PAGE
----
Thursday, May 6, 2010

The Origami Collection: Downpour

What do you think of when you consider the omnipresent weather of Heavy Rain? You probably think about how effective it was in conveying a particular atmosphere, one that enhanced the somber but not necessarily depressing mood that permeates each scene. Or maybe you dreaded it because it was so effective in setting the game’s tone. Perhaps you also consider the way it affects the game’s narrative, but if you do I wouldn’t be surprised if it was left as an after-thought: an interesting addition but not as integral to the experience as the game’s atmosphere. On the other hand, I could be completely wrong. What I do know is that personally, the narrative implications Heavy Rain’s weather had, resonated with me.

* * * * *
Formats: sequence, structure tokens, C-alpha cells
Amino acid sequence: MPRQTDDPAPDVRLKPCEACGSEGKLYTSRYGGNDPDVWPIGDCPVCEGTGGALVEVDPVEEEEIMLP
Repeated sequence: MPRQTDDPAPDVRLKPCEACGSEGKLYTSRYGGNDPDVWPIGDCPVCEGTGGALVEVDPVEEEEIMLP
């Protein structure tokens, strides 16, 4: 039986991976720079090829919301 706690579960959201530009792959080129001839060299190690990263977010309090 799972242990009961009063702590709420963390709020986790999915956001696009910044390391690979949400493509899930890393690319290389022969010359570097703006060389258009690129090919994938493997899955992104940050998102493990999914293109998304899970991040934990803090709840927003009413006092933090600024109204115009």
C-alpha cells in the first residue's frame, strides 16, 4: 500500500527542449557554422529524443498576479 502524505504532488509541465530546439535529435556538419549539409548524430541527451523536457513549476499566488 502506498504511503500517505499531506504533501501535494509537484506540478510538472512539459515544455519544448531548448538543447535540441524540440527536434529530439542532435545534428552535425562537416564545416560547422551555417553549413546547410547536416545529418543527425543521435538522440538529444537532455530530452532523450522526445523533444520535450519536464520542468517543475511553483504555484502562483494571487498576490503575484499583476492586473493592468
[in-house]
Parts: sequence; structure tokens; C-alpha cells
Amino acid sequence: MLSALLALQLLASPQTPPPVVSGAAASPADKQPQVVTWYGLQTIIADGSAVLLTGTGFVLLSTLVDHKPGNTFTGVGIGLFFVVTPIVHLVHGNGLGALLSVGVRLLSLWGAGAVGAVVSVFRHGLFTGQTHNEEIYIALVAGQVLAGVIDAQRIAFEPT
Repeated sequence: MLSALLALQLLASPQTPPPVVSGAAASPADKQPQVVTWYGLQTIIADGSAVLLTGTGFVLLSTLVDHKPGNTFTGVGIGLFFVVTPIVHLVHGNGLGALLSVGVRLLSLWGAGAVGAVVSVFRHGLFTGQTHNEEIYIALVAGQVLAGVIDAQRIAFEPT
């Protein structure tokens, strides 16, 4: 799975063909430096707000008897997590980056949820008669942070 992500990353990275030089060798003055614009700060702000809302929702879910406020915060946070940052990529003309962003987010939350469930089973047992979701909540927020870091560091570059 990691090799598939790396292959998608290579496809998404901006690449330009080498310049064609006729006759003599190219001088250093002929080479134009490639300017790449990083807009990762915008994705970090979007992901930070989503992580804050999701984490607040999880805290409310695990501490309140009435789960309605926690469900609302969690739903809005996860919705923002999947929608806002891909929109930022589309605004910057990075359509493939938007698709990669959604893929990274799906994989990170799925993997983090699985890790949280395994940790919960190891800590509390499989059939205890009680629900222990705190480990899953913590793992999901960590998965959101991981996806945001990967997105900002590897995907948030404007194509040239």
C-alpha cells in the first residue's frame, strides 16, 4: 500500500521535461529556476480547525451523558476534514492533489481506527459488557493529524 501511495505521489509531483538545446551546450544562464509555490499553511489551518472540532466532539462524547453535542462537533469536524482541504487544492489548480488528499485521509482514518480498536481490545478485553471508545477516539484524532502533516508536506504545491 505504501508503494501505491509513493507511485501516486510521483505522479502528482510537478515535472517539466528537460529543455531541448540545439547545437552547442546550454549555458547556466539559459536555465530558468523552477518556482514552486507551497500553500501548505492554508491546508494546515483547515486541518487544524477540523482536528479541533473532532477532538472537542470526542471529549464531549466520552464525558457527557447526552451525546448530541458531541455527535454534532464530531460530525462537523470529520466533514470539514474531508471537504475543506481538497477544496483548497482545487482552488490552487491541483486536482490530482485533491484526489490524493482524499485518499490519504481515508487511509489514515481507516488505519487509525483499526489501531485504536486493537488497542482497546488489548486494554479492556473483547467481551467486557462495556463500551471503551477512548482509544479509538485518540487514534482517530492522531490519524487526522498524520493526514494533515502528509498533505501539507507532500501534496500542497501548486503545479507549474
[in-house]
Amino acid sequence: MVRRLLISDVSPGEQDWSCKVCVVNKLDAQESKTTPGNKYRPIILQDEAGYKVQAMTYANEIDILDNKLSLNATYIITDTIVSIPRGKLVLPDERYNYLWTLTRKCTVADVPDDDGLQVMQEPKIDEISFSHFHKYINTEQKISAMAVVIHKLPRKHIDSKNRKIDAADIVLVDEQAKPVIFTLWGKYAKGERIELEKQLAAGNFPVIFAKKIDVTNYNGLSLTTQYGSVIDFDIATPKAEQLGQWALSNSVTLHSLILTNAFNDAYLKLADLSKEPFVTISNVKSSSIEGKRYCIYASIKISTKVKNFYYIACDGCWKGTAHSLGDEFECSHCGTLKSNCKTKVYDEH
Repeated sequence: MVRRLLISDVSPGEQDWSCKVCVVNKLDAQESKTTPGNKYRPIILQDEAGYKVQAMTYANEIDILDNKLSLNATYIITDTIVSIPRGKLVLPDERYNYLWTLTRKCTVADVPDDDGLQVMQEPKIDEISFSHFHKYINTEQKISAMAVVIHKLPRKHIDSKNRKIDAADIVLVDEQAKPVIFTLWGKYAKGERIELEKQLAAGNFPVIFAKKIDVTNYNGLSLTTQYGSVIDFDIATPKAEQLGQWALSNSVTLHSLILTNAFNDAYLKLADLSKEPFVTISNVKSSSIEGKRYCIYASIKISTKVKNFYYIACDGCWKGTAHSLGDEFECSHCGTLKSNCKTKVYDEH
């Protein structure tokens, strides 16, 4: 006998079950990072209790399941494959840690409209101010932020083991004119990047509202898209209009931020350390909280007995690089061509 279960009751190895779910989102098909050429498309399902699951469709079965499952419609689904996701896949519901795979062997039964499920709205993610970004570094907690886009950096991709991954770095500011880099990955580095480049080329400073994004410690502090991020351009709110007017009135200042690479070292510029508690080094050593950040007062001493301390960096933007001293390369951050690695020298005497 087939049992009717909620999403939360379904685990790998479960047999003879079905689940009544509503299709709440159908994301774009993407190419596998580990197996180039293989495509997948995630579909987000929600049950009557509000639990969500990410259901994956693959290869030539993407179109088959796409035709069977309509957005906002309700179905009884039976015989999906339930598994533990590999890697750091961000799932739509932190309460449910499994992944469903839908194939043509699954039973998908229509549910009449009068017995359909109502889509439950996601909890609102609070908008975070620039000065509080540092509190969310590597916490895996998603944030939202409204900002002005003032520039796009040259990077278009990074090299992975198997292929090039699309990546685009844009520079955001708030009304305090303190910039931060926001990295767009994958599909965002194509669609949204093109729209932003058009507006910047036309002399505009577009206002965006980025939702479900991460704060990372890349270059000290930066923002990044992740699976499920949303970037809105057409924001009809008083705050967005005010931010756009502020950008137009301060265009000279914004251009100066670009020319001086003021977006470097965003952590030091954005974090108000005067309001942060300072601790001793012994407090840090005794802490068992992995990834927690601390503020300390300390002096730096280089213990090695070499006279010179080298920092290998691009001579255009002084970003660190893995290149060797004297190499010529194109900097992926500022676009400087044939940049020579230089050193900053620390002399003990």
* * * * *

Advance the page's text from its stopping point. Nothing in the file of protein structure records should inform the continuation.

It is no secret that I enjoy rain and would like to see weather explored more in videogames, but never did I expect such an inclusion to feature as prominently as it did in Heavy Rain. The very idea of using weather as a narrative tool and focus seems odd to me: something that no one would bother to try in a videogame because of the unpredictability that comes from Mother Nature, and the limitations in using her force that seem to become apparent when thinking about it. Just how can rain, snow or even fire be used to communicate and control a given story? Aside from presenting a certain mood or tone, how can it affect the emotional impact of a story or exist as a motivational mechanism for the characters involved?